In the same way as any and every risk-asset in the world, the price of yield-providing CMBS (commercial mortgage backed securities) have risen to post-crisis highs in the last few months. These are some of the epicentric deals from the crisis that now trade close to par once again. However, the last month or so has not seen CMBS prices push higher with stocks and it appears, as the FT notes, that the reason is becoming clear in the post-holiday-shopping period.
CMBX prices flat since 2013 began…
CMBS cash-flow streams are set to drop considerably as up to 15 per cent of the country’s suburban retail centres forecast to close over the next five years in the face of online competition.
The US’s more than 1,300 regional malls, defined as centres larger than 450,000 sq. ft., are being threatened by the boom in internet shopping and tougher competition and as they add, the prospects for second-tier malls are dimming.
Retail is regarded as an especially risky component of CMBS as a mall can go downhill if an important tenant shuts its store because other tenants are usually able to renegotiate their leases if a traffic-driving anchor tenant leaves. That can have severe consequences for CMBS exposed to the mortgage on the property.
FT: Online sales threat to American malls
By Stephen Foley and Barney Jopson in New York
Credit market investors are falling out of love with US shopping malls as up to 15 per cent of the country’s suburban retail centres are forecast to close over the next five years in the face of online competition.
The proportion of retail properties being put into commercial mortgage-backed securities (CMBS) deals has slumped in the past three years because of concerns about the sector.
The US’s more than 1,300 regional malls, defined as centres larger than 450,000 square feet, are being threatened by the boom in internet shopping and tougher competition.
“I think 200 are going out of business,” said Gerry Mason, executive managing director at property group Savills. “We’re 15-20 per cent overbuilt. There are just too many stores.”
The future of megamalls, which include cinemas, bowling alleys and restaurants designed to lure consumers, appear safe but the prospects for second-tier malls are dimming.
Traders are watching the health of stores such as Sears and JC Penney, where sales are falling, and announcements from retailers such as bookseller Barnes & Noble last week, which said it would shut a third of its outlets over the next decade .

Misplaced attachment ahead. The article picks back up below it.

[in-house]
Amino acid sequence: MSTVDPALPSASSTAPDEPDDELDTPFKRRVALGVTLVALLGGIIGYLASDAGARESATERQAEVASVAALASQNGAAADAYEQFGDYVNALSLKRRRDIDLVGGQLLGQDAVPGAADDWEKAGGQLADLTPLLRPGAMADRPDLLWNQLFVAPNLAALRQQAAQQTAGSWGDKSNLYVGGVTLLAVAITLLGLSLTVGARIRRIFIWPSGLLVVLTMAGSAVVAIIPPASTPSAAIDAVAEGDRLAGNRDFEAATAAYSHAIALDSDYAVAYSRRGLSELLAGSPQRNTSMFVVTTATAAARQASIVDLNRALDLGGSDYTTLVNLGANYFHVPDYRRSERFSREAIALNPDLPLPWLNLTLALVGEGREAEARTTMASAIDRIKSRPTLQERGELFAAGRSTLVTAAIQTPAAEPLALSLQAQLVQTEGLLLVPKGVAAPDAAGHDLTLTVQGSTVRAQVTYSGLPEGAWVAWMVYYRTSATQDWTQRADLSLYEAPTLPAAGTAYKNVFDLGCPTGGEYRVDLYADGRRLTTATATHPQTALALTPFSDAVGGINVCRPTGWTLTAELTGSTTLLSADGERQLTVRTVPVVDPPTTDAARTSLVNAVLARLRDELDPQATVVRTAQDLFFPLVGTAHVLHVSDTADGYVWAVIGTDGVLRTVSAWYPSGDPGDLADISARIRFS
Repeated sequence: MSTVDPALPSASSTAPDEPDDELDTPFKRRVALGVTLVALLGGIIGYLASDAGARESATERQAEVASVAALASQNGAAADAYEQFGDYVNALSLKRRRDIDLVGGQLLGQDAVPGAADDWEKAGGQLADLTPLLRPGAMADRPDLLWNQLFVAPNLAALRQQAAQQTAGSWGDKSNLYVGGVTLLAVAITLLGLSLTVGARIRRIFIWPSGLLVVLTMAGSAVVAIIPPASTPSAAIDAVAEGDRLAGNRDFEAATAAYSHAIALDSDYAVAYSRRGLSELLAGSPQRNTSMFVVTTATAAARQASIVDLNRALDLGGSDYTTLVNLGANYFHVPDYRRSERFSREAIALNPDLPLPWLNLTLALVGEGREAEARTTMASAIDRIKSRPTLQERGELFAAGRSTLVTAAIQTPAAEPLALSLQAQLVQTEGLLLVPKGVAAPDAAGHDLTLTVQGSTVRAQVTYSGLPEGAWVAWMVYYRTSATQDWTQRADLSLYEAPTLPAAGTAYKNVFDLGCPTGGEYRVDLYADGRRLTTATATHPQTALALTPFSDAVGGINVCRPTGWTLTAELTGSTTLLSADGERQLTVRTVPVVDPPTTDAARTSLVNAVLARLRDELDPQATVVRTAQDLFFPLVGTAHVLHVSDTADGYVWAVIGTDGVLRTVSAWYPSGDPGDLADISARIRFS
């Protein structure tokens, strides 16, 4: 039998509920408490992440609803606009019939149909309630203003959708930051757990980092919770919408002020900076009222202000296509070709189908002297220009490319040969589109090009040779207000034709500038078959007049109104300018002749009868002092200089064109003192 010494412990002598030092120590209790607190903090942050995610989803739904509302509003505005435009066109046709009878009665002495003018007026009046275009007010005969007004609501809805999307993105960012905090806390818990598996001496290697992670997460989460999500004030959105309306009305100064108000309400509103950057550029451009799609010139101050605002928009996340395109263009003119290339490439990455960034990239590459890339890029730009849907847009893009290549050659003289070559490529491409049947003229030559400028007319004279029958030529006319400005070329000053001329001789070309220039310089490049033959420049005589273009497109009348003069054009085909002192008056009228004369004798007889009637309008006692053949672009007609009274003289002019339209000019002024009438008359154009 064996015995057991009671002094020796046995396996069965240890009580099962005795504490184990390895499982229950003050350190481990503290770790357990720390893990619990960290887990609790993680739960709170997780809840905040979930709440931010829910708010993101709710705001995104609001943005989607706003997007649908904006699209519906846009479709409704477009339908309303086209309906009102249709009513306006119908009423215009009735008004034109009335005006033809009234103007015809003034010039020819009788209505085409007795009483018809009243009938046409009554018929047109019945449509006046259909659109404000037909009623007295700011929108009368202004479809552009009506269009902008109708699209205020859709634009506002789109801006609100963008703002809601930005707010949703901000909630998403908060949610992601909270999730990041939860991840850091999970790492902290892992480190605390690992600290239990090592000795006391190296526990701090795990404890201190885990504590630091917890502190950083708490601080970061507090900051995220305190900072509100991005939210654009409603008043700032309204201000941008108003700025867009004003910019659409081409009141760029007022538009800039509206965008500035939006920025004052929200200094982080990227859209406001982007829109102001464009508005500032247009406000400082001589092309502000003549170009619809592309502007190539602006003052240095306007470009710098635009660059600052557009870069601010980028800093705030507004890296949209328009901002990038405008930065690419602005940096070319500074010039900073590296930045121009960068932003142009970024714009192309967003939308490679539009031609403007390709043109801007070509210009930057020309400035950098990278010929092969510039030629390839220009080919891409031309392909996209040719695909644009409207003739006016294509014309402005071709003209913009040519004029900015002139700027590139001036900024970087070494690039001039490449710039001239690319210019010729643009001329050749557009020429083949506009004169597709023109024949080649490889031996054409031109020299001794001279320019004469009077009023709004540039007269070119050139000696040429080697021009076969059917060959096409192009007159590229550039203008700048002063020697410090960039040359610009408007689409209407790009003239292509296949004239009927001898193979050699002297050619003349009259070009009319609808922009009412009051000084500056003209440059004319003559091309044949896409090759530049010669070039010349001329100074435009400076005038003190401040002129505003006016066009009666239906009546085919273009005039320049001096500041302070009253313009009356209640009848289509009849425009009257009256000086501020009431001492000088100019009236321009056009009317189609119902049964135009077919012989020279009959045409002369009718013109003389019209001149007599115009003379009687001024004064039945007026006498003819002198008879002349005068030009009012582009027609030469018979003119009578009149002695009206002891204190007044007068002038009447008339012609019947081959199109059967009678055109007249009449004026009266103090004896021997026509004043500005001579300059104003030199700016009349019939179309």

CMBS are bonds backed by a pool of mortgages on commercial property, ranging from office towers to apartment blocks. Retail property accounted for 56 per cent of the pools coming to market in 2010, according to RBS, but that fell to 42 per cent in the second half of 2011 and dropped to 36 per cent last year. In CMBS deals so far this year, the average is down to 30 per cent.
“Investors expressed concern about retail exposure in the long term,” said Richard Hill, CMBS strategist at RBS. Analysts say the market appears to be dividing between mega and second-tier malls, with mortgages on megamalls increasingly being securitised separately in single-property CMBS.
Simon Property Group, the largest US mall owner, reported strong earnings on Monday, boosted by higher rents and sales at its high-end malls.
Retail is regarded as an especially risky component of CMBS because a mall can go downhill if an important tenant shuts its store. Other tenants are usually able to renegotiate their leases if a traffic-driving anchor tenant leaves. That can have severe consequences for CMBS exposed to the mortgage on the property.
Ecommerce accounts for roughly $1 in every $10 spent by US shoppers and its market share continues to rise. In last year’s end-of-year shopping season, online sales increased 14 per cent while sales overall were up by just 3 per cent, according to ComScore and the National Retail Federation.
Ecommerce has already contributed to the demise of Circuit City, an electronics chain, and Borders, a bookstore. Sears and JC Penney, who often serve as mall anchor tenants have announced store closures in the past 18 months, as have Gap, the fashion chain, and Best Buy, another electronics chain.
(h/t Manal Mehta)